E-cigarettes best bet to quit smoking

Faith Castro
February 2, 2019

"This landmark research shows that switching to an e-cigarette can be one of the most effective ways to quit smoking, especially when combined with face-to-face support", Martin Dockrell, head of the Tobacco Control division at Public Health England, said in a statement.

The problem with translating drug research to a consumer product like e-cigarettes is that the strict protocols of a drug trial (all participants use a certain drug at a certain dose and interval) may not translate to products that succeed by offering a wide range of possibilities to users.

Extrapolating their data, the researchers estimated that 820,414 youths had smoked a cigarette over the examined years, with almost 180,000 of those having used e-cigarettes previously.

But in an email exchange with MedPage Today, Berry explained that numerous prior studies may have been subject to methodological limitations because they started with a sample of youth who were never cigarette users, assessed their e-cigarette use at that early time point, and then reviewed their smoking status after a year of follow-up. People who smoke e-cigarettes have a 72 percent higher risk of stroke and a 51 percent higher risk heart attack and angina, according to one recent study.

A total of 8.6% reported e-cigarettes as their first tobacco product, while 5.0% reported using another non-cigarette product first (3.3% reported using cigarettes first). It also was unable to examine how the association of e-cigarette use with cigarette initiation may vary by different products or use behavior patterns.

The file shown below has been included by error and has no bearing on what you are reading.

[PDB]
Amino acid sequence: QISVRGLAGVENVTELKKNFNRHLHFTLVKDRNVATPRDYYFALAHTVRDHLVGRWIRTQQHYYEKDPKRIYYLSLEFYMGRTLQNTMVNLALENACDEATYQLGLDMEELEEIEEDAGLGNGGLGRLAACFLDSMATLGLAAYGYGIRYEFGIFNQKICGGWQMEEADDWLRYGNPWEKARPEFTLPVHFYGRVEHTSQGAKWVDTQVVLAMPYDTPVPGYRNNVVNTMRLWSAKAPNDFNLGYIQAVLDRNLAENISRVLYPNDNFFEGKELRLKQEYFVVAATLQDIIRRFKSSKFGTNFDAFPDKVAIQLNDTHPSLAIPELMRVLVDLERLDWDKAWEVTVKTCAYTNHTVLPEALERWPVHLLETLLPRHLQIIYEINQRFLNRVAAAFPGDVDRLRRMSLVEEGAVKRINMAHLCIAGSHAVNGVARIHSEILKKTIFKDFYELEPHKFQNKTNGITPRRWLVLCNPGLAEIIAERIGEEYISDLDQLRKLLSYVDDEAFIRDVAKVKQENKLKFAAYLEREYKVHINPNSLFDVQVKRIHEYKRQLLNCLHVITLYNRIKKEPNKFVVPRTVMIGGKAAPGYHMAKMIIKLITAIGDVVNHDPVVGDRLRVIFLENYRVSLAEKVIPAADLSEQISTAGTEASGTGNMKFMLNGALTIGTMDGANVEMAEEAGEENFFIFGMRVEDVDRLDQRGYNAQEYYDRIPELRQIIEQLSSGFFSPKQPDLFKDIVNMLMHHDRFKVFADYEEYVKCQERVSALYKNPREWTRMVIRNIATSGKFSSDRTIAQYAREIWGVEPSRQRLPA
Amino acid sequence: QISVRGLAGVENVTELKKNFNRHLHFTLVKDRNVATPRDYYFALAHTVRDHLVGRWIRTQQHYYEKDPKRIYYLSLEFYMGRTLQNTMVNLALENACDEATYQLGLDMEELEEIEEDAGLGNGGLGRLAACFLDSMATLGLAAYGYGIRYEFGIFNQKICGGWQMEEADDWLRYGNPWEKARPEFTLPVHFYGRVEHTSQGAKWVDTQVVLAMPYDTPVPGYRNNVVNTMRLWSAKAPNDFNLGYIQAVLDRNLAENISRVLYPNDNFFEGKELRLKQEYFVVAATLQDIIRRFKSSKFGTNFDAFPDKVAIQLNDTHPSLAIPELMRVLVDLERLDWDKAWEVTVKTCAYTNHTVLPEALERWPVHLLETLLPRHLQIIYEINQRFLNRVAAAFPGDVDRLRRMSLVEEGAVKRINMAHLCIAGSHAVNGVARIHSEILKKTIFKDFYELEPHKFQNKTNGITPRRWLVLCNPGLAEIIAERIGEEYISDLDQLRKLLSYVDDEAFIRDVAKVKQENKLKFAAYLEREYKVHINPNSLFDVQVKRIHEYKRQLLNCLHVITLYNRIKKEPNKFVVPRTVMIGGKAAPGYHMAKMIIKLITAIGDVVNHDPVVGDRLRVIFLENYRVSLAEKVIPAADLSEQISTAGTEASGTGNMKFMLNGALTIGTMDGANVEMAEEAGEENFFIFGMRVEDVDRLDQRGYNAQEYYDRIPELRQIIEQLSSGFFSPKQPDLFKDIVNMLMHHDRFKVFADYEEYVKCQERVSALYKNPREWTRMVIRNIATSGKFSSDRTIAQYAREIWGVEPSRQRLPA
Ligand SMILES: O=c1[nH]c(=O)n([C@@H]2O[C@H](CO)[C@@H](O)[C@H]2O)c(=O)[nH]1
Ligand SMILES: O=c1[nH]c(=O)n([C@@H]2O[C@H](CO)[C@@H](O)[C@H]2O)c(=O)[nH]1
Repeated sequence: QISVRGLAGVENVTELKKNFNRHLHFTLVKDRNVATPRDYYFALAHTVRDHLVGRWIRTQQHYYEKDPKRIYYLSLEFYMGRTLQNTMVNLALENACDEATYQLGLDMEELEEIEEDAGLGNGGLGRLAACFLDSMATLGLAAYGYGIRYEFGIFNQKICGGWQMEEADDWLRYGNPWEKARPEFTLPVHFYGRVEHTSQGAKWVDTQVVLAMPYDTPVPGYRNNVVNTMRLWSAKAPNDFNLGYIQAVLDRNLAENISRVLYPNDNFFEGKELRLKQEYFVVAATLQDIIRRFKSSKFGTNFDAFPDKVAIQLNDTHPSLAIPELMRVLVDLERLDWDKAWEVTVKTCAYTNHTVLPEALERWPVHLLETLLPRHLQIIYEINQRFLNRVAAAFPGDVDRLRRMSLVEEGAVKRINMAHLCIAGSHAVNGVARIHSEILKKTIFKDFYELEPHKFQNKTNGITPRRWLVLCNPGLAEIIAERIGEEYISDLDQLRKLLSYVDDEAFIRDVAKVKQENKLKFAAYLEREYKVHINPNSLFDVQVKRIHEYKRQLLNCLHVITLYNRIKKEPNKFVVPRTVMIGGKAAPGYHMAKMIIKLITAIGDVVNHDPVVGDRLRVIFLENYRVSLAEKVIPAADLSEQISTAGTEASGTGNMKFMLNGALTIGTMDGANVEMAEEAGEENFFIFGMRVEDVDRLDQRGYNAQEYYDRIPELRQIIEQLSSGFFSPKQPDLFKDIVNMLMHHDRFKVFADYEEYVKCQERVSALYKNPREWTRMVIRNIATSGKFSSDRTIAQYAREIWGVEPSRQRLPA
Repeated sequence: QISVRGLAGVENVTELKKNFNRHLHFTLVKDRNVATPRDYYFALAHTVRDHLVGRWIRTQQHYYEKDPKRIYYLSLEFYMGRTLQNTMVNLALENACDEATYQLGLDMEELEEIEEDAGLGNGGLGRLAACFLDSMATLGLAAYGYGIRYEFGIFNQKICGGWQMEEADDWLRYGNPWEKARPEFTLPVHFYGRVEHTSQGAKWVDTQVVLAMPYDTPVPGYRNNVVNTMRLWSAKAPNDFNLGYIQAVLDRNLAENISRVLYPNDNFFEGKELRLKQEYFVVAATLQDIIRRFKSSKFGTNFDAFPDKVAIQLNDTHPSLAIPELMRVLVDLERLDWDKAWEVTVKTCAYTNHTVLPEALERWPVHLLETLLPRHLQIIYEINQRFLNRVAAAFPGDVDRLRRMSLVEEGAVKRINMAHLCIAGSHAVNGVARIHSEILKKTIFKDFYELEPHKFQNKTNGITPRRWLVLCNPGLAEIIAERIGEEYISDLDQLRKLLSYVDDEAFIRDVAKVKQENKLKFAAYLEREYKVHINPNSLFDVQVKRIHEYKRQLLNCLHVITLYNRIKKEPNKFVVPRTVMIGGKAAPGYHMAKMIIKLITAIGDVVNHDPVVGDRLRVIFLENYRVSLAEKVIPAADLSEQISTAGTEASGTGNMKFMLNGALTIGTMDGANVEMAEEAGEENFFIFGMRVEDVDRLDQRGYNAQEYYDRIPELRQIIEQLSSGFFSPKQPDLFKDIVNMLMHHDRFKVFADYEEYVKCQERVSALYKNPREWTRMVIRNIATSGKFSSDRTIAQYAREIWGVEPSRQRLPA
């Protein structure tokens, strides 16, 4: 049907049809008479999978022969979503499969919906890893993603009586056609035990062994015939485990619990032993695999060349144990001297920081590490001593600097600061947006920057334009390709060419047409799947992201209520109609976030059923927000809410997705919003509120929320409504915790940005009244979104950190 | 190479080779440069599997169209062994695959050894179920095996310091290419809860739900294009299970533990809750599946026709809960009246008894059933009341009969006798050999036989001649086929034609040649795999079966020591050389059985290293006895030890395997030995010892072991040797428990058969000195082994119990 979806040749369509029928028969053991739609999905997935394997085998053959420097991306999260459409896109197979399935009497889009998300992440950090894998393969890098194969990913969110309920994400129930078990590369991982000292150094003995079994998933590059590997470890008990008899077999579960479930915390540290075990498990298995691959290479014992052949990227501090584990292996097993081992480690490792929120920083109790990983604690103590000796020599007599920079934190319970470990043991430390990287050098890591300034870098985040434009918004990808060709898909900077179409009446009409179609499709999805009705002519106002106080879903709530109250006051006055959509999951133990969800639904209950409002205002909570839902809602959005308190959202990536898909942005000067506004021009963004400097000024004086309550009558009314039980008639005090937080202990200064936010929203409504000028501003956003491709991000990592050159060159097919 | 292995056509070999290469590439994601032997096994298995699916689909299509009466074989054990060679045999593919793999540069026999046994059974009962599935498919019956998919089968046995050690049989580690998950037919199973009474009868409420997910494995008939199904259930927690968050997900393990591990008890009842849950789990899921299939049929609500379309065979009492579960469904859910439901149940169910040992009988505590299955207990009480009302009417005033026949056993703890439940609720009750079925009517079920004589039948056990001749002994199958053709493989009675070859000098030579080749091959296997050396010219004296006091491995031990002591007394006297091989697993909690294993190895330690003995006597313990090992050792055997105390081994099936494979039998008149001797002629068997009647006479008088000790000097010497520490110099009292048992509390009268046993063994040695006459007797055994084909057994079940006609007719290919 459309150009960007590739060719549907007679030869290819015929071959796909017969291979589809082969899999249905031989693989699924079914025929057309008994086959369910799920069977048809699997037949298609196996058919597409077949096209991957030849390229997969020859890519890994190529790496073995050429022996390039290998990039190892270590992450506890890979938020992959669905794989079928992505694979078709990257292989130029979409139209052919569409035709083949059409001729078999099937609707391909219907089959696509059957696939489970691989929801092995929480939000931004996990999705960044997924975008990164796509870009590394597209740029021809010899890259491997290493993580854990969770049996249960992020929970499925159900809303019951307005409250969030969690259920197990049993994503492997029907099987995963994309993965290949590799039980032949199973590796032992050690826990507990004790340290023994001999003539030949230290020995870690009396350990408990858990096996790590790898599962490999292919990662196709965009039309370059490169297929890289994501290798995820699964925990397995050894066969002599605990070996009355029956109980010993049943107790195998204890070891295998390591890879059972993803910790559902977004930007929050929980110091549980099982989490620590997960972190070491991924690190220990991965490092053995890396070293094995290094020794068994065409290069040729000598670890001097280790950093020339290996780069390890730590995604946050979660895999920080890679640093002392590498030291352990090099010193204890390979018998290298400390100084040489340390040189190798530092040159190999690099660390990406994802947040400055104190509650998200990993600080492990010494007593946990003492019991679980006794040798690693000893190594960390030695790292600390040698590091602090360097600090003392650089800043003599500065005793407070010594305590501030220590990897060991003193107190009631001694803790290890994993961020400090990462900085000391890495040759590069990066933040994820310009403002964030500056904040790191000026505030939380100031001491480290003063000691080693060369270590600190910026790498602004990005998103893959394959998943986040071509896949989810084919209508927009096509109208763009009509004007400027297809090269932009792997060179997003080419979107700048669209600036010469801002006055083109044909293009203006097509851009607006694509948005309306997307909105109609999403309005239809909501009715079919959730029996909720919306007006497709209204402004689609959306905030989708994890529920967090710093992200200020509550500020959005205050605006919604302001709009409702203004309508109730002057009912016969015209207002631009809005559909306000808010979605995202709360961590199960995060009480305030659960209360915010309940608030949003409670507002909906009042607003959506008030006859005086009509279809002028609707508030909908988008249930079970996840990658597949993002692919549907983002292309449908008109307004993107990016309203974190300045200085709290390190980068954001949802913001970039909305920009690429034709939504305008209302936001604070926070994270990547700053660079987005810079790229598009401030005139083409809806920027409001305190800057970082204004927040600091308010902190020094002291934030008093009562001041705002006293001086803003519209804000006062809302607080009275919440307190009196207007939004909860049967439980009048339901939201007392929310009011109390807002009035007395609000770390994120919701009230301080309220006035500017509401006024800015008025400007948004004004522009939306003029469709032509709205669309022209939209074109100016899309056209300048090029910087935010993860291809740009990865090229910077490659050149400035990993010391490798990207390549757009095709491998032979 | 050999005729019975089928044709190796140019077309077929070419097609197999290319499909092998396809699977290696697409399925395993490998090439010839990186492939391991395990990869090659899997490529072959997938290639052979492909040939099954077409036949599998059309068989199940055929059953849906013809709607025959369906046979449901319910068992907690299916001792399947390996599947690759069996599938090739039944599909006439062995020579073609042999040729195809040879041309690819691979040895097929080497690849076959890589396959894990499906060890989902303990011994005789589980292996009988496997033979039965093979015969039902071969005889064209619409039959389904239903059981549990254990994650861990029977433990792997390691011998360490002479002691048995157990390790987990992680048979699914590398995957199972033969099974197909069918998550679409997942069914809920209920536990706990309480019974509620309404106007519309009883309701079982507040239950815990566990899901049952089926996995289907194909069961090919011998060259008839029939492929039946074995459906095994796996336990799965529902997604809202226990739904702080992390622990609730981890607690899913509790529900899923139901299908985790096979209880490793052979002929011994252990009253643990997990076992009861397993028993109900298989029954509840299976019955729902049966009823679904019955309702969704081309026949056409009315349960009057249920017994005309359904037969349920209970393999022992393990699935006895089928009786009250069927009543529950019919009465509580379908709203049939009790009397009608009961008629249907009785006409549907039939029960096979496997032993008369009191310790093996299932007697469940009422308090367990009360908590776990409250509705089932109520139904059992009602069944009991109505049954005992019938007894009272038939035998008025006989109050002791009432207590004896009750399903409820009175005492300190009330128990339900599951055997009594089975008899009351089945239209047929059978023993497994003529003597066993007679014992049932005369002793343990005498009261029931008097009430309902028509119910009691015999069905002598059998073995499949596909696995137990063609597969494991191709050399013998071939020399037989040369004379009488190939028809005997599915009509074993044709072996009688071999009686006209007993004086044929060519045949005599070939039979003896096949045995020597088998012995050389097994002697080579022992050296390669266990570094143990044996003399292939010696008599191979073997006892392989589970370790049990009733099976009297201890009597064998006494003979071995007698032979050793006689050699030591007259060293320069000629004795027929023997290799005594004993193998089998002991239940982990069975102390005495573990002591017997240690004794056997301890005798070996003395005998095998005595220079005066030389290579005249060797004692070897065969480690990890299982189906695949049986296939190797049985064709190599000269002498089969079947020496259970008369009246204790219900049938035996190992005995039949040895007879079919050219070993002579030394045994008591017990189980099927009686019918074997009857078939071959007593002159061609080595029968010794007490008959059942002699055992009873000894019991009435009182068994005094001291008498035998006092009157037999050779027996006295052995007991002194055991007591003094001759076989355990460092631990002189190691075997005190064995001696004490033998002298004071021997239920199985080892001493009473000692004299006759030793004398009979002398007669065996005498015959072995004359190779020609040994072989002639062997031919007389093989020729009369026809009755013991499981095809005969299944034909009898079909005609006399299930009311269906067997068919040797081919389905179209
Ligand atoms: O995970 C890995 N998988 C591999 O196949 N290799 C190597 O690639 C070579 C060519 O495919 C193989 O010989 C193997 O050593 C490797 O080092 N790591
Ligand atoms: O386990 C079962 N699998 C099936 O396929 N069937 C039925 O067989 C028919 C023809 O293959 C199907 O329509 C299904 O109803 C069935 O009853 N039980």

In the trial, just under 900 participants who were already using UK NHS stop-smoking services were randomly assigned to either a NRT product of their choice, including combination treatments, or an e-cigarette starter pack. However, there's been controversy about the safety of e-cigarettes and a lack of research about how effective they are in helping people to stop smoking. There is no evidence that nicotine use causes health problems, but considerable evidence that many ex-smokers relapse long after they quit cigarettes. Peter Hajek of Queen Mary University of London describes a randomized trial comparing smokers attempting to quit using a vaping product with others using NRT. "There is substantial evidence that they are less harmful than traditional cigarettes, but that doesn't mean they are not harmful".

The report was released on the same day as a separate study by the Harvard T.H. Chan School of Public Health that found common e-cigarette flavors may harm users' lungs.

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Richard Miech from the University of MI, who was not involved in the study, told Reuters, "This is great news for cigarette smokers who want to quit".

For now, Borelli added, "the best way to quit smoking right now is to use FDA-approved evidence-based treatment as a first-line choice". Both groups also participated in "behavioral support" sessions. These devices now often have more nicotine and come in a more convenient form than the first-generation vaping devices.

Myth #1: E-cigarettes give you popcorn lung.

But Jordt noted that newer devices like the Juul pod have only recently arrived in the UK.

Because people had known which treatment they had received - as opposed to being "blinded" as they are in most randomised controlled trials - it was possible participants may have perceived nicotine replacements as an inferior option and put less effort into quitting, the authors said. The other thing it does is show that the magnitude of risk is even higher for those at low risk for using cigarettes. The e-cig users were more likely to report throat and mouth irritation, while the NRT group were more likely to suffer from nausea.

Myers' group is one of several anti-smoking organizations suing the FDA to immediately begin reviewing e-cigarettes.

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